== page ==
## Figure 1: Frequency response of the fundamental mode of the resonator.

Reference
1. F.D. Bannon III, J.R. Clark and C.T.-C. Nguyen, High-Q HF Microelectromechanical Filters, IEEE Journal of Solid State Circuits, vol. 35, no. 4, pp. 512526, 2000.

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## Model Library path: MEMS_Module/Actuators/biased_resonator_2d_freq

Modeling Instructions
Open the existing stationary study (filename: biased_resonator_2d_basic.mph).
1 From the View menu, choose Model Library. 2 Go to the Model Library window. 3 In the Model Library tree, select MEMS Module>Actuators>biased resonator 2d basic. 4 Click Open.

## Create parameters for the material damping factors.

GLOBAL DEFINITIONS

Parameters
1 In the Model Builder window, expand the Global Definitions node, then click Parameters. 2 In the Parameters settings window, locate the Parameters section. 3 In the table, enter the following settings:
NAME EXPRESSION DESCRIPTION

alpha beta

MODEL 1

ELECTROMECHANICS

## Linear Elastic Dielectric 1

In the Model Builder window, expand the Model 1>Electromechanics node.

Damping 1
1 Right-click Linear Elastic Dielectric 1 and choose Damping. 2 In the Damping settings window, locate the Damping Settings section.

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## Solved with COMSOL Multiphysics 4.3a

3 In the dM edit field, type alpha. 4 In the dK edit field, type beta.

Add a harmonic pertubation to the DC bias term, to represent the offset AC drive voltage.

Harmonic Perturbation 1
1 In the Model Builder window, under Model 1>Electromechanics right-click Electric Potential 3 and choose Harmonic Perturbation. 2 In the Harmonic Perturbation settings window, locate the Electric Potential section. 3 In the V0 edit field, type 0.1.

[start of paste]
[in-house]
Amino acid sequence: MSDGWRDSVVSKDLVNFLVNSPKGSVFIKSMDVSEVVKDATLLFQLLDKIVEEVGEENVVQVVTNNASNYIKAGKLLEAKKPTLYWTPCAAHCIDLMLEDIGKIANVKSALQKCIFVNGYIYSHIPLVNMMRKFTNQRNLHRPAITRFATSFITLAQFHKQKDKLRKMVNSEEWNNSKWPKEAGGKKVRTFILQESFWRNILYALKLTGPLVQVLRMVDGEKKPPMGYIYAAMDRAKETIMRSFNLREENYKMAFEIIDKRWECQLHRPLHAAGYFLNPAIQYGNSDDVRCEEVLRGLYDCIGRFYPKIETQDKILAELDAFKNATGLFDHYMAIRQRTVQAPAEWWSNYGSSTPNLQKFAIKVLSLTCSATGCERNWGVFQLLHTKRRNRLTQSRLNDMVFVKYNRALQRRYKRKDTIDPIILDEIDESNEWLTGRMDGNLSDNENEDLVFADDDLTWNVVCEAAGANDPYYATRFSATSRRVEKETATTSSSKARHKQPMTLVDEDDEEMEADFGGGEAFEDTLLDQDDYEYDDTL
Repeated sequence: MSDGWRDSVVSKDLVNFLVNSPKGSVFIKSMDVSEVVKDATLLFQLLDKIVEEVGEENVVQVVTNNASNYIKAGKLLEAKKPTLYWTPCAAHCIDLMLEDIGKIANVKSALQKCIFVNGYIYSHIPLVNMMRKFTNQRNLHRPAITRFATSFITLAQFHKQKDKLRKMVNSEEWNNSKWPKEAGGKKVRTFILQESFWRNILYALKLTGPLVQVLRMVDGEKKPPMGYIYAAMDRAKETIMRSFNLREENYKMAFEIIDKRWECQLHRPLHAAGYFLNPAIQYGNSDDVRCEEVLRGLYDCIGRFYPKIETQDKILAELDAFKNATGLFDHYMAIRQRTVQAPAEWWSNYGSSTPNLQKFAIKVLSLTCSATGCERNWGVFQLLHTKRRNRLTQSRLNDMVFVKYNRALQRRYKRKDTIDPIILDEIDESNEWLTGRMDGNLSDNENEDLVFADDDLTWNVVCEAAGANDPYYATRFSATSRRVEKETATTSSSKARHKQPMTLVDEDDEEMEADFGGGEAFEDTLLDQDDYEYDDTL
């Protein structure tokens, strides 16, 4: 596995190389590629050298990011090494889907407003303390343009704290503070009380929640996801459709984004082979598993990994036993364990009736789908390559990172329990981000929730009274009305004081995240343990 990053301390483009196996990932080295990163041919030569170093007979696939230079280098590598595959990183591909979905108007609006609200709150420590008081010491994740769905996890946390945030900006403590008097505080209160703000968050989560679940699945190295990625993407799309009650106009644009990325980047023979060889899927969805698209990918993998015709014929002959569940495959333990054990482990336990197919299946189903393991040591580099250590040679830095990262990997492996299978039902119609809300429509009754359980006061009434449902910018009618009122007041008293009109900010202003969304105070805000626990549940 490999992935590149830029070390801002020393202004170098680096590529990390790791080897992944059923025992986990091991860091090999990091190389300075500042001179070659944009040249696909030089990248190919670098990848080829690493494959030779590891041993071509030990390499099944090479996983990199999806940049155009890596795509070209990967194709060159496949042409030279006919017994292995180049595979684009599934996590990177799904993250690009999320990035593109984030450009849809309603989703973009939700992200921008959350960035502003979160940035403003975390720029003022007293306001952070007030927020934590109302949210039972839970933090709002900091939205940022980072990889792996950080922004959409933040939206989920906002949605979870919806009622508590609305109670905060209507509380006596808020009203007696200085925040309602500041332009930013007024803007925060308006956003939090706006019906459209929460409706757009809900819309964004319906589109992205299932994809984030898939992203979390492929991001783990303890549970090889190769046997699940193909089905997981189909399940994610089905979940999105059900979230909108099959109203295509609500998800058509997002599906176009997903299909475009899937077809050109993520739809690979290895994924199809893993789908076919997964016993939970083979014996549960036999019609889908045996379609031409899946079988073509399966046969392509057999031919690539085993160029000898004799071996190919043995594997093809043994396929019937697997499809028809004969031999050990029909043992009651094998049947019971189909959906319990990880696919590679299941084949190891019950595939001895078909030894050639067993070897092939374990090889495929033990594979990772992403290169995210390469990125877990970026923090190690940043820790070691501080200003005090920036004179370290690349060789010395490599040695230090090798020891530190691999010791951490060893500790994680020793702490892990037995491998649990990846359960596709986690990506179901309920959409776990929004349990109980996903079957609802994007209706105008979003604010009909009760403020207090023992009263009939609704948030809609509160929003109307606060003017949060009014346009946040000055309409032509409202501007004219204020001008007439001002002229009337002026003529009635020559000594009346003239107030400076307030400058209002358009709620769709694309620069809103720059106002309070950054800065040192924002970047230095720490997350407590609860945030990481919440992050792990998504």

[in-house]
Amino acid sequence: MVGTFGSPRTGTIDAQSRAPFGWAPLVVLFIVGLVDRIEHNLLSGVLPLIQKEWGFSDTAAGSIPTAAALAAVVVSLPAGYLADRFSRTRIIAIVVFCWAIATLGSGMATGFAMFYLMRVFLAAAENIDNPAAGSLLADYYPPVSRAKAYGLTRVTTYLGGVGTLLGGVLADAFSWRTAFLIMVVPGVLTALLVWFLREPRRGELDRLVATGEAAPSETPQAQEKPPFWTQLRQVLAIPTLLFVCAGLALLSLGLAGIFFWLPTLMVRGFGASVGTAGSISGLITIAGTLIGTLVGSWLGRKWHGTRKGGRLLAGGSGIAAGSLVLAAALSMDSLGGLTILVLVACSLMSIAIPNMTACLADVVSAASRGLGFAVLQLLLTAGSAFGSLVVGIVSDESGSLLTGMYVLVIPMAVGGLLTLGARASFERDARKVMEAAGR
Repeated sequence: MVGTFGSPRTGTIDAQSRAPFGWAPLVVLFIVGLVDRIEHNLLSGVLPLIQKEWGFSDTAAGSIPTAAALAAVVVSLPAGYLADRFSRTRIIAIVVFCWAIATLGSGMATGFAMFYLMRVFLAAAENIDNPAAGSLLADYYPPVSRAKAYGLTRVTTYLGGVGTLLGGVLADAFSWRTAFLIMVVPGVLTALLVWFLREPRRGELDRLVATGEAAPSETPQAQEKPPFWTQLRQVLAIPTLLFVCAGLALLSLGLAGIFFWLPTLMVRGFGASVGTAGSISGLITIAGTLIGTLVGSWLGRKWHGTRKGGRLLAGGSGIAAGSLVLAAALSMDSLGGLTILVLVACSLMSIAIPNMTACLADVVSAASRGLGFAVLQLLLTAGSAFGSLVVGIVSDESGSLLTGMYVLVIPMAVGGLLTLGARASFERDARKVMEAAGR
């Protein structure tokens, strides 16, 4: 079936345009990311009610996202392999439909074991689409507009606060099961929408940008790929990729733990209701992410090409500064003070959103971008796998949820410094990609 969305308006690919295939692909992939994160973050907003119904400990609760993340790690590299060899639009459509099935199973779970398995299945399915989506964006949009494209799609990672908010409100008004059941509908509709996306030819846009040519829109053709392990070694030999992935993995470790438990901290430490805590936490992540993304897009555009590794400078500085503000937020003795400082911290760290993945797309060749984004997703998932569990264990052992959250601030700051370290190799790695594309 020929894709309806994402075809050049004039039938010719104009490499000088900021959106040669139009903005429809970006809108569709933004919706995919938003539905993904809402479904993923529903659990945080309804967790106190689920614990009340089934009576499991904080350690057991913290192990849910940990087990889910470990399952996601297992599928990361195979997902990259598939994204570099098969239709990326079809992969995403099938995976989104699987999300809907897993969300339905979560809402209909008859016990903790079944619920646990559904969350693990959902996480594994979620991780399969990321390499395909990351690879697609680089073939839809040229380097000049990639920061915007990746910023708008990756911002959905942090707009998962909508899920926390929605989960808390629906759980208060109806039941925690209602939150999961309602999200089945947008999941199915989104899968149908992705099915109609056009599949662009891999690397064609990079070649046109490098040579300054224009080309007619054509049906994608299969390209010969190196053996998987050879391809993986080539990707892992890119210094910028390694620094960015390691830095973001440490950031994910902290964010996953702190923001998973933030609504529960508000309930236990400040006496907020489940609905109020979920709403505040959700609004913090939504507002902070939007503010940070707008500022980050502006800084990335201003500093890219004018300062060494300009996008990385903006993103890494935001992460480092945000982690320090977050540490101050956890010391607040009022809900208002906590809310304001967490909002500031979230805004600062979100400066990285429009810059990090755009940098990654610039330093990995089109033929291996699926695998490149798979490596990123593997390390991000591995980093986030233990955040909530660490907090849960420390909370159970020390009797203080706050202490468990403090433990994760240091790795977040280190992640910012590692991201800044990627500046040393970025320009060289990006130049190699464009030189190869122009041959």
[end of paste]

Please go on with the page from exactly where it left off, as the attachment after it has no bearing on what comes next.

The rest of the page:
## Set up the frequency domian study.

ROOT

In the Model Builder window, right-click the root node and choose Add Study.
MODEL WIZARD

1 Go to the Model Wizard window. 2 Find the Studies subsection. In the tree, select Preset Studies>Prestressed Analysis, Frequency Domain. 3 Click Finish.
STUDY 2

## Step 2: Frequency-Domain, Perturbation

1 In the Model Builder window, under Study 2 click Step 2: Frequency-Domain, Perturbation. 2 In the Frequency-Domain, Perturbation settings window, locate the Study Settings

section.
3 In the Frequencies edit field, type range(7.65[MHz],0.01[MHz],8.0[MHz]). 4 In the Model Builder window, right-click Study 2 and choose Rename. 5 Go to the Rename Study dialog box and type Frequency domain in the New name

edit field.
6 Click OK. 7 In the Study settings window, locate the Study Settings section. 8 Clear the Generate default plots check box.

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## Produce a plot of the frequency response of the system.

RESULTS

1D Plot Group 4
1 In the Model Builder window, right-click Results and choose 1D Plot Group. 2 In the 1D Plot Group settings window, locate the Data section. 3 From the Data set list, choose Solution 2. 4 Right-click Results>1D Plot Group 4 and choose Rename. 5 Go to the Rename 1D Plot Group dialog box and type Frequency Domain in the New name edit field. 6 Click OK.

Frequency Domain
1 Right-click Results>1D Plot Group 4 and choose Point Graph. 2 Select Point 39 only. 3 In the Point Graph settings window, locate the y-Axis Data section. 4 In the Expression edit field, type v. 5 Click the Plot button.